Sunday, September 8, 2013

How to make a base, in the style of old asphalt road.

Today I will show you how I made the base for my Tau Commander.

We will need: gypsum (quick-drying), sand, white glue, and something to make a form. The form should be flat so our gypsum will imitate asphalt. I used an old plastic casing, but you can use some packaging left after a miniature (clampack) or a small box.

 It’s important to get a flat mold with a height of a few millimeters. I had to put a plastic base under one corner of my mold so the gypsum could not spill.
IMPORTANT: Gypsum was mixed with sand in a 60-40% proportion and I poured it into the form.
After several hours our gypsum should dry.

We then make a sand paste. Mix sand, white glue and a little water to obtain a thick paste.

Then we put the sand paste on the base and the formed gypsum (smooth side up) on the top. You can break the gypsum slate, to get interesting shapes. You can add a few things to the base, and I added a few pipes and placed thicker sprinkled stones. Now I left the base for one hour to dry a little.

After an hour the sand paste should harden a little, and now we can break the gypsum in a few places.

Then leave it to dry completely - around 12h

With a steel brush scrub layers of plaster (circular motions) until the surface is rough (this is our sand).

This is the effect you should receive.

In the meantime, I decided to add one more element to my base. I decided to make a concrete road barrier and for this I used a mold part from the Tau Commander.

The photo shows the mold before and after treatment with a knife.

And now it’s time for a basecoat.

The base colour (ironhull gray P3), light highlight (Astronomical gray CF).

Using the paper tape I made a template to paint stripes on the asphalt.

I used Mascol to made scratches on stripes.

Stripes after removing the template and Maskol.

Then I have painted the ground with Battlefield Brown (P3) as the base color, and then I highlighted the asphalt plates using Astronomican Gray (CF). Then a black oil wash was applied on the asphalt.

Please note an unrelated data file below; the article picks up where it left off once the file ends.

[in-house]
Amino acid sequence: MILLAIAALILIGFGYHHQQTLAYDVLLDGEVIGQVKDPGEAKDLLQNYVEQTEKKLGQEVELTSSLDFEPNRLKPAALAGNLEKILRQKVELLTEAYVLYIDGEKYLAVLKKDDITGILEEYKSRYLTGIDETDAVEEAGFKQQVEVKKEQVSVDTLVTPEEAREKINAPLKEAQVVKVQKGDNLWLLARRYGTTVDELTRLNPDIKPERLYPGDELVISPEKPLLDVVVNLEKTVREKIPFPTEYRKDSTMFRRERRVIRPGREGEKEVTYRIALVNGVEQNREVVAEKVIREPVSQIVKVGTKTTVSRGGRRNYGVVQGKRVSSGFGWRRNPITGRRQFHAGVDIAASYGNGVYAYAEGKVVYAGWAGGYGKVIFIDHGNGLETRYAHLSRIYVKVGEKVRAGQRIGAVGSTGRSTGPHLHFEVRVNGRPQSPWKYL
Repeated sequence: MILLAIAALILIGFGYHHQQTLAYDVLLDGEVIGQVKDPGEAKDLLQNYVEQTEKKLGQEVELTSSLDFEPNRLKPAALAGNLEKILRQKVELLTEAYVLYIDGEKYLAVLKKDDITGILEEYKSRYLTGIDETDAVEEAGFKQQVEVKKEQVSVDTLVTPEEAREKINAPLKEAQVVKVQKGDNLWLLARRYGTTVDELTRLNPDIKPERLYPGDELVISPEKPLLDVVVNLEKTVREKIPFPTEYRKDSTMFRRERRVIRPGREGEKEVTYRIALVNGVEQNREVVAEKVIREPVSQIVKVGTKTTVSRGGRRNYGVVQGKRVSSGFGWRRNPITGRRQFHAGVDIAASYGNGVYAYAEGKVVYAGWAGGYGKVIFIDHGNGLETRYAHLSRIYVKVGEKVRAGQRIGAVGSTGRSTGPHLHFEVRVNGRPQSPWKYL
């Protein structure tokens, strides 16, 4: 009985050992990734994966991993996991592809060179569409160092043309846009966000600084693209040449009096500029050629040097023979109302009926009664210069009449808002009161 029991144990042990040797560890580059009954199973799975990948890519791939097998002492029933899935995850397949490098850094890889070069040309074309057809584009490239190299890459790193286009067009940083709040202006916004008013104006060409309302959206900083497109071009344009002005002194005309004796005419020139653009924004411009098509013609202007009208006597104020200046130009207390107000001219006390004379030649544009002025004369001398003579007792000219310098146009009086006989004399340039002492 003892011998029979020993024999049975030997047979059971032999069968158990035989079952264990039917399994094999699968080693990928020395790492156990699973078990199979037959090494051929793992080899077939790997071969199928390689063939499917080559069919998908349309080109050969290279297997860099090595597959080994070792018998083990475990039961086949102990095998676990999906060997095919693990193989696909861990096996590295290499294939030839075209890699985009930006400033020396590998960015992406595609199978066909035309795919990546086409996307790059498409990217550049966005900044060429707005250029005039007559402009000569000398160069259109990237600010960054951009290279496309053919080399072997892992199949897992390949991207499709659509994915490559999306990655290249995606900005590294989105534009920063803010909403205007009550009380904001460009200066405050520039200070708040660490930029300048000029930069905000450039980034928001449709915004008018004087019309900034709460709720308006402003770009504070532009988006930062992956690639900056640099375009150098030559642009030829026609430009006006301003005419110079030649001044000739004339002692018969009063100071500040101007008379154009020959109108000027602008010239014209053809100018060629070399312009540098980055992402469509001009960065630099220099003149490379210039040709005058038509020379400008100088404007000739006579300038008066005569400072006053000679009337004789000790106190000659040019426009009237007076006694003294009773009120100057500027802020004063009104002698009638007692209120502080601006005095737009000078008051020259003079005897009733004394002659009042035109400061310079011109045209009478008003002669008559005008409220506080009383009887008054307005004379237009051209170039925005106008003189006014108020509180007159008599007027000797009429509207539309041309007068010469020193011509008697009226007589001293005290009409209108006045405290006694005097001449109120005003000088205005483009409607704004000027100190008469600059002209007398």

II mixed Vallejo pigments with water (Burnt Umber and Natural Sienna) and then I applied the mix on the ground. I did this three times with different proportions of pigments. In some places on asphalt I also have dry rubbed some pigment to and some interesting colors and dust.

added the barbed wire and I colored it with three shades of rust pigments.

IIn some places on asphalt I added some black pigment and rubbed it with a finger. Then I highlighted the ground with a mix of Astronomican Gray and some Burnt Umber pigment.   

Using airbrush I sprayed the whole base with isopropyl alcohol to preserve pigments. And then I sprayed the base with Vallejo matt varnish for a mat finish.

At the end I decided add two oil spots. To achieve the intended effect I mixed up Satin Varnish with Liche Purple (CC) then I did the same with Regal Blue(CC) and Vallejo Smoke(VMC). All mixes ware added on the base and mixed on the surface to obtain iridescent colors similar to the spilled oil.

And here you can see how the models look on finished bases.


  1. That's a very good idea, especially for its simplicity. Very effective!

  2. These look fantastic! Really great effect. Going to give it a try myself!

  3. Yup - great, easy, very nice looking and realistick - need to do some similar too :)

  4. Thanks for the input! The most "stunnng" part for me was the Mascol. Never thought of using that in that step. Supid me :D

  5. Consider this idea officially stolen!!!

  6. Brilliant idea, definitely going to try this!

  7. These are easily one of the best road bases I have ever seen, but one of the worst and most ambiguous writes I have ever seen. How much water do I use for the sand paste? Where/what brand gypsum did you use that is quick drying? The gypsum I bought is too brittle after it hardened, but since there were so many details left of this write up, I had to take shots in the dark and my base looks like crap right now.

  8. Gypsum is Plaster of Paris right?